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Removes leading indentation from ES6 template strings

BuildStatus typings included

ES6 template strings are great, but they preserve everything between the backticks, including leading spaces. Sometimes I want to indent my template literals to make my code more readable without including all those spaces in the string.

Outdent will remove those leading spaces, as well as the leading and trailing newlines.


Import outdent using your module system of choice.

// Deno
import outdent from '';
// ECMAScript modules
import outdent from 'outdent';
// CommonJS
const outdent = require('outdent');


import outdent from 'outdent';

const markdown = outdent`
    # My Markdown File

    Here is some indented code:

        console.log("hello world!");


fs.writeFileSync('', markdown);

The contents of do not have the leading indentation:

# My Markdown File

Here is some indented code:

    console.log("hello world!");

As a JavaScript string:

var markdown = '# My Markdown File\n' +
               '\n' +
               'Here is some indented code:\n' +
               '\n' +
               '    console.log("hello world!");';

You can pass options to outdent to control its behavior. They are explained in Options.

const output = outdent({trimLeadingNewline: false, trimTrailingNewline: false})`
    Hello world!

assert(output === '\nHello world!\n');

You can explicitly specify the indentation level by passing outdent as the first interpolated value. Its position sets the indentation level and it is removed from the output:

const output = outdent`
          Hello world

assert(output === '  Yo\n345\n    Hello world');

Note: ${outdent} must be alone on its own line without anything before or after it. It cannot be preceded by any non-whitespace characters. If these conditions are not met, outdent will follow normal indentation-detection behavior.

Outdent can also remove indentation from plain strings via the string method.

const output = outdent.string('\n    Hello world!\n');

assert(output === 'Hello world!');



Default: true


Default: true

Whether or not outdent should remove the leading and/or trailing newline from your template string. For example:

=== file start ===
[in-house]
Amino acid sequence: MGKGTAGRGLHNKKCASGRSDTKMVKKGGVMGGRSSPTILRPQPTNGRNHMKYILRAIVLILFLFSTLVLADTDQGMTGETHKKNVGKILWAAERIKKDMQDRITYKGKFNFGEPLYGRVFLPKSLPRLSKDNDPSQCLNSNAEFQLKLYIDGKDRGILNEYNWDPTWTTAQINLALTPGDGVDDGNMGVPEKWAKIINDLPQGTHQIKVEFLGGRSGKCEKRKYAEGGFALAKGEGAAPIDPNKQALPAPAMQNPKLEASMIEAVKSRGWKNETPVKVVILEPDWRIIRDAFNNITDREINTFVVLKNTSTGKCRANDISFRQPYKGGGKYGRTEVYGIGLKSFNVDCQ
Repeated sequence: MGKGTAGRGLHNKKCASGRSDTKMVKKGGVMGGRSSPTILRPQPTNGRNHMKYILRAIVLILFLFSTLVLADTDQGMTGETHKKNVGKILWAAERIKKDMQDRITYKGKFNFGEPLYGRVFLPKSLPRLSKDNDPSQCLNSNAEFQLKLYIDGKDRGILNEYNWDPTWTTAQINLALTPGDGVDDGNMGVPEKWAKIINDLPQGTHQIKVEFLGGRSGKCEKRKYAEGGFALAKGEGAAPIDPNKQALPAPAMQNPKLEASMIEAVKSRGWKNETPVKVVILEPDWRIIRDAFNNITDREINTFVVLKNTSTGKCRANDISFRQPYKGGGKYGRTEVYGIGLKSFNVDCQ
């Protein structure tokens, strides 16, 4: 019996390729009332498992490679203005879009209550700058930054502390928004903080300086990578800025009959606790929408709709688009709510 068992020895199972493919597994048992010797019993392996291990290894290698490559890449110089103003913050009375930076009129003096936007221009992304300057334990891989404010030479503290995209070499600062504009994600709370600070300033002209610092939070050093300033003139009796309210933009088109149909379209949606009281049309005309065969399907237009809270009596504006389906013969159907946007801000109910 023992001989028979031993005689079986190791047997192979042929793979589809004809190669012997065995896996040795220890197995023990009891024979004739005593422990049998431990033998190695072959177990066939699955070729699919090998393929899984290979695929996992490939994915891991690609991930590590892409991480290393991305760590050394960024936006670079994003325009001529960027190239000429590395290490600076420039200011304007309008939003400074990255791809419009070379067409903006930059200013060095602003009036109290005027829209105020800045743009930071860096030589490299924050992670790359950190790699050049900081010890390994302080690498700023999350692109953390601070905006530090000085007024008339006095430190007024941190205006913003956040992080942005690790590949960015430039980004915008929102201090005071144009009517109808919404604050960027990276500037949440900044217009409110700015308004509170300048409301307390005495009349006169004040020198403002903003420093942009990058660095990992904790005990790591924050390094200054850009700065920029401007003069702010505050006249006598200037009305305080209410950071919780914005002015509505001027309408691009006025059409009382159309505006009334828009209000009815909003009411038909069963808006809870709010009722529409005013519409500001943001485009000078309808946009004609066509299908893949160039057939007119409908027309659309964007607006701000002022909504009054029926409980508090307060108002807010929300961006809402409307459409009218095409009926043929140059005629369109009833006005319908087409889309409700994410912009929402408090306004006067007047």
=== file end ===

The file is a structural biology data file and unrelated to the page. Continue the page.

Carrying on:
var s = outdent({trimLeadingNewline: false})`

assert(s === '\nHello');

s = outdent({trimTrailingNewline: false})`

assert(s === 'Hello\n');

s = outdent({trimLeadingNewline: false, trimTrailingNewline: false})`


assert(s === '\n\n');


Default: null

If set to a string, normalize all newlines in the template literal to this value.

If null, newlines are left untouched.

s = outdent({newline: '\r\n'}) `

assert(s === 'first\r\nsecond');

Newlines that get normalized are ‘\r\n’, ‘\r’, and ‘\n’.

Newlines within interpolated values are never normalized.

Although intended for normalizing to ‘\r\n’, you can use any string, for example a space.

const s = outdent({newline: ' '}) `

assert(s === 'Hello world!');


Start on a new line

Start the contents of your template string on a new line after the opening backtick. Otherwise, outdent has no choice but to detect indentation from the second line, which does not work in all situations.

// Bad
const output = outdent `* item 1
                          * sub-item
// output === '* item 1\n* sub-item'; Indentation of sub-item is lost

// Good
const output = outdent `
    * item 1
      * sub-item

Spaces and tabs

Spaces and tabs are treated identically. outdent does not verify that you are using spaces or tabs consistently; they are all treated as a single character for the purpose of removing indentation. Spaces, tabs, and smart tabs should all work correctly provided you use them consistently.

TypeScript declarations

This module includes TypeScript type declarations so you will get code completion and error-checking without installing anything else.

Questions or Bugs?

File an issue on Github: